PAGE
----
Mary Masterton shares love of books|
|Mary Masterton has nurtured a love of reading over a lifetime, and now she’s sharing it with friends and neighbors along Fifth Avenue and Hudson Street.|
With help from her daughter, Samantha, Mary has established Mary’s Free Library, a free book exchange located in a tidy and very decorative little box outside her home at 335 Fifth Ave.
“I think its adorable,” Masterton says of her library, which includes flower boxes, a flagpole and even a bench for sitting and enjoying a book. “People do come and go and enjoy the books.”
Little Free Library is basically a “take a book, return a book” concept, where neighbors gather to share their favorite literature and stories.
Masterton has loads of books of her own, and also has a steady supply courtesy of her parish, Universal Unitarian Church in Wausau. The church received a boost from the Antigo Public Library, which donated books left over after their summer sale.
“We’ve got a great selection,” she says, “some really popular authors.”
There are other benefits as well. Masterton placed the library where she can view it from her home, and it has provided a steady source of enjoyment.
“I see people come and browse through the books. They take them and put others back,” she said. “They are going and I am happy for that.”
She can also tell who is going to stop, and who isn’t.
“The exercise people, they don’t even notice it. They are too intent,” she says. “That’s part of the fun too.”
Little Free Libraries date to 2009, when Todd Bol of Hudson built a model of a one room schoolhouse as a tribute to his mother, a former school teacher who loved reading. He filled it with books and put it on a post in his front yard. His neighbors and friends loved it. He built several more and gave them away. Each one had a sign that said free books.
Rick Brooks of Madison, whom he met at a seminar on promoting green practices and a vibrant local economy for Hudson, entered the picture as a colleague exploring potential social enterprises. The two saw opportunities to achieve a wide variety of goals for the common good.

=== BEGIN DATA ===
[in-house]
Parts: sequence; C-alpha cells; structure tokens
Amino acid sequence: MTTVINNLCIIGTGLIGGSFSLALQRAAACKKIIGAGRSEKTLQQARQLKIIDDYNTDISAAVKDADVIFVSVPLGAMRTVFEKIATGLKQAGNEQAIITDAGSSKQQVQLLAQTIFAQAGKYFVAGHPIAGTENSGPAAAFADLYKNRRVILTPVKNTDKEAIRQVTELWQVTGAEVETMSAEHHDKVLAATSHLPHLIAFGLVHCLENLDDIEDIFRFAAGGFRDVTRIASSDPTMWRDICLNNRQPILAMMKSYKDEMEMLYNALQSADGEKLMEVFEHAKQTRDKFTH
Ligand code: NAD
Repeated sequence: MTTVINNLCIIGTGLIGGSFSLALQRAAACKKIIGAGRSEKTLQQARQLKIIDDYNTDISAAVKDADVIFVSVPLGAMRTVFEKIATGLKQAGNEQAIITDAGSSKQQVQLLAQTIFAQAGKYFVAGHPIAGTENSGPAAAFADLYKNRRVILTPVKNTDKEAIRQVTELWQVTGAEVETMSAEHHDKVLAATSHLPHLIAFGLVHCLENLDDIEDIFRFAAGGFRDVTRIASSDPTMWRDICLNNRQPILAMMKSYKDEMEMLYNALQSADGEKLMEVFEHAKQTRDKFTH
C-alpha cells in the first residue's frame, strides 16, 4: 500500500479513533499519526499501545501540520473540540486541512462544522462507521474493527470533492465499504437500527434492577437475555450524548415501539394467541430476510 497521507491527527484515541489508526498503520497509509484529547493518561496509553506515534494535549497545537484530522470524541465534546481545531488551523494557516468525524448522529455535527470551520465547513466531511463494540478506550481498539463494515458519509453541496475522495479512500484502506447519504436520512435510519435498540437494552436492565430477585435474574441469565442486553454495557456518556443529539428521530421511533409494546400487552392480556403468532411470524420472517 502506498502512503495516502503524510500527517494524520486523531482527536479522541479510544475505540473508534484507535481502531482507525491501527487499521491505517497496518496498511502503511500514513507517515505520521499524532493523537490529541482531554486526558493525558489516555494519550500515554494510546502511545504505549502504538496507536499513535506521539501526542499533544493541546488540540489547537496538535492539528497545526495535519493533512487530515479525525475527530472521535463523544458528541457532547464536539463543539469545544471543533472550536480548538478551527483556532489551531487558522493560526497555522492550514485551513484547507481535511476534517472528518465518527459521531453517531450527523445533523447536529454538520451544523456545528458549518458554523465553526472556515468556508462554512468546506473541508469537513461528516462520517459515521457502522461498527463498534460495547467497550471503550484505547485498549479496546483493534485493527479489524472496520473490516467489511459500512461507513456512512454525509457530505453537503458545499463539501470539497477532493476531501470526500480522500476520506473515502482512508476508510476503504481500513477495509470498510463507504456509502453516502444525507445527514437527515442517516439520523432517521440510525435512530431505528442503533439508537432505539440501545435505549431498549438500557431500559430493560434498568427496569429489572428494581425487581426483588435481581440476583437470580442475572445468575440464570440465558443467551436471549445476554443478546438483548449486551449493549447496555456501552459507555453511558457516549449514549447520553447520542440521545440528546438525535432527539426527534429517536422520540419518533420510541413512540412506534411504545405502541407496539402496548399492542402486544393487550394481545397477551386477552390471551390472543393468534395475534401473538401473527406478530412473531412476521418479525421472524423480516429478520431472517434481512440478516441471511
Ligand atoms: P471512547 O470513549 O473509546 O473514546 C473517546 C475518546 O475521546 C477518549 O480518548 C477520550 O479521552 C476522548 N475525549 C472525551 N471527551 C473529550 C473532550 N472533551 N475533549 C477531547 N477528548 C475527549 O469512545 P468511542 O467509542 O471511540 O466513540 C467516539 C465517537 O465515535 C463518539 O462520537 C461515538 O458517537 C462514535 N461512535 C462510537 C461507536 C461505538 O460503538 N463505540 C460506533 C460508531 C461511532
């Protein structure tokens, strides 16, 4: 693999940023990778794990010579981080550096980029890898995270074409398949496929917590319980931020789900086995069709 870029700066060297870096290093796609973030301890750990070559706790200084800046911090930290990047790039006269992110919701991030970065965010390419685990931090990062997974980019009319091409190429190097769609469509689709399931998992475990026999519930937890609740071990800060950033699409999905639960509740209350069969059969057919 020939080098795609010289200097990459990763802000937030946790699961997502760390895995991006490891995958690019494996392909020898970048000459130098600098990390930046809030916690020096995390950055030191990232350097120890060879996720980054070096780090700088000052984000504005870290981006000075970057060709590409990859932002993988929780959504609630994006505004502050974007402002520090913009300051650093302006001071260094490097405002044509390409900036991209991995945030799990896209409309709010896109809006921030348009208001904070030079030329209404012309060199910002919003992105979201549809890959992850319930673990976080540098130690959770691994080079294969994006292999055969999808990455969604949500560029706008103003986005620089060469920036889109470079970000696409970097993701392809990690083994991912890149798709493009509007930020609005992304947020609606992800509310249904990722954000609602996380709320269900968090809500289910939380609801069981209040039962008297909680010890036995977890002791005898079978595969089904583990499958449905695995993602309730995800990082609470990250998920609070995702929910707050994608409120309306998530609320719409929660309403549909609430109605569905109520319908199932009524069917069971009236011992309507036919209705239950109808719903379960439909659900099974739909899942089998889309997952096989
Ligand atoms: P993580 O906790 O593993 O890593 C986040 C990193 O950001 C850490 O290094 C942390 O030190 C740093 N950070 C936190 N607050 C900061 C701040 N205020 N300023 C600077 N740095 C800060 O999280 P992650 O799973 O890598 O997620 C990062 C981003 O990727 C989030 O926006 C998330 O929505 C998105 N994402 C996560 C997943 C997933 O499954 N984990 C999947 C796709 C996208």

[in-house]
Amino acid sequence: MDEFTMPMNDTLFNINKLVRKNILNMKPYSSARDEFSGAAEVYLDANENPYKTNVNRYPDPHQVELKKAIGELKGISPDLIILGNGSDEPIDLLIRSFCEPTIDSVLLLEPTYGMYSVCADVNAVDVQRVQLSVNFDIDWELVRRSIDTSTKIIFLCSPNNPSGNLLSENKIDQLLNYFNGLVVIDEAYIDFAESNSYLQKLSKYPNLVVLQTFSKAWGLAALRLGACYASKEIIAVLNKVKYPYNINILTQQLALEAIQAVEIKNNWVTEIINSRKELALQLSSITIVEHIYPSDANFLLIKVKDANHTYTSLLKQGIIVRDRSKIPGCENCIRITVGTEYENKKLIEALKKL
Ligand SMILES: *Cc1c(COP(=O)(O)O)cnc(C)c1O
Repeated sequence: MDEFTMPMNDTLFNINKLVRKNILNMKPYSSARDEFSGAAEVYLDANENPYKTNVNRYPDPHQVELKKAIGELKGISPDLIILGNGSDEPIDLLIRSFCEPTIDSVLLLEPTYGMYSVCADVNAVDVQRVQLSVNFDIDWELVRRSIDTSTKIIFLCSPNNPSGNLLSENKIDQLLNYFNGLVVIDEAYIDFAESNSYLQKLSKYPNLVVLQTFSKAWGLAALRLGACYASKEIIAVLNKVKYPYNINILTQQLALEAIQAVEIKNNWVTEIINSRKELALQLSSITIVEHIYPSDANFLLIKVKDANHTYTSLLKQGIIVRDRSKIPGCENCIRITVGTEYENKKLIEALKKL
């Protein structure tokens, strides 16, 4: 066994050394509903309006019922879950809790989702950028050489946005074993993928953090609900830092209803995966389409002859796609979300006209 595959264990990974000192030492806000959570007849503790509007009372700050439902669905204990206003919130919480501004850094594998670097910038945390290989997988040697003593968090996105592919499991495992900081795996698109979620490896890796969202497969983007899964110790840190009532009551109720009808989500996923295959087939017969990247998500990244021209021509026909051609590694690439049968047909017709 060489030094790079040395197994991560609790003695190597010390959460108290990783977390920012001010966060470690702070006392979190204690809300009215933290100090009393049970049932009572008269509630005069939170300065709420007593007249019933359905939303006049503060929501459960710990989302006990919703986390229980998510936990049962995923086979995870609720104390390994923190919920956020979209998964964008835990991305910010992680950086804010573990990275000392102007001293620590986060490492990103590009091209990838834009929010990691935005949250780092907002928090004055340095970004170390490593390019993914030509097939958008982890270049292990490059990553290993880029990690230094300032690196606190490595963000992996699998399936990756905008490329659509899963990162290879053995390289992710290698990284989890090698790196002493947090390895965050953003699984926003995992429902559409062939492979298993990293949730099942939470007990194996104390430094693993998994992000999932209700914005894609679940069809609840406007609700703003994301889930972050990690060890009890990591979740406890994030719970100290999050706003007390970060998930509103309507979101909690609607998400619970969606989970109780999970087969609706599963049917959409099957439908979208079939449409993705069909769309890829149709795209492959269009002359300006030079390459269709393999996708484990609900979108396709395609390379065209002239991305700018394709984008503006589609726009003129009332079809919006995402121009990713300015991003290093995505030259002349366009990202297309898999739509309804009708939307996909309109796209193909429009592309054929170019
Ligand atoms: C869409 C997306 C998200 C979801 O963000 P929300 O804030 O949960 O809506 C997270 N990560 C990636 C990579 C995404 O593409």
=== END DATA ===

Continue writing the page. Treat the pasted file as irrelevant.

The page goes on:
By the summer of 2010 the mission and purposes served by Bol’s first construction were becoming more clear. The original models had all been built with recycled materials. Each was unique but all shared the theme of exchanging good books and bringing people together for something positive.
The website, at www.littlefreelibrary.org., and a cadre of volunteers made it possible to expand the organizational reach beyond the co-founders to a movement centered in the enthusiasm and commitment of stewards who hosted and often built their own neighborhood Libraries.
The year 2011 brought local, regional and national media attention to the backyard project that had become a movement. With nearly 400 Little Free Libraries across the U.S. by the end of the year, the founders knew it was time to become a formal, independent organization. In May, 2012, Little Free Library was officially established as a Wisconsin nonprofit corporation with a board of directors. In September, the Internal Revenue Service granted tax-exempt status.
Antigo is enjoying the concept.
“I like to read,” Masterton says. “I love the idea of helping someone really learn to love reading. Everyone says this it is darling.”
By the end of this year, organizers estimate there will be 15,000 Little Free Libraries in 55 countries.
Mary Masterton at her Little Free Library, an adorable and useful addition to her yard at the corner of Fifth Avenue and Hudson Street.
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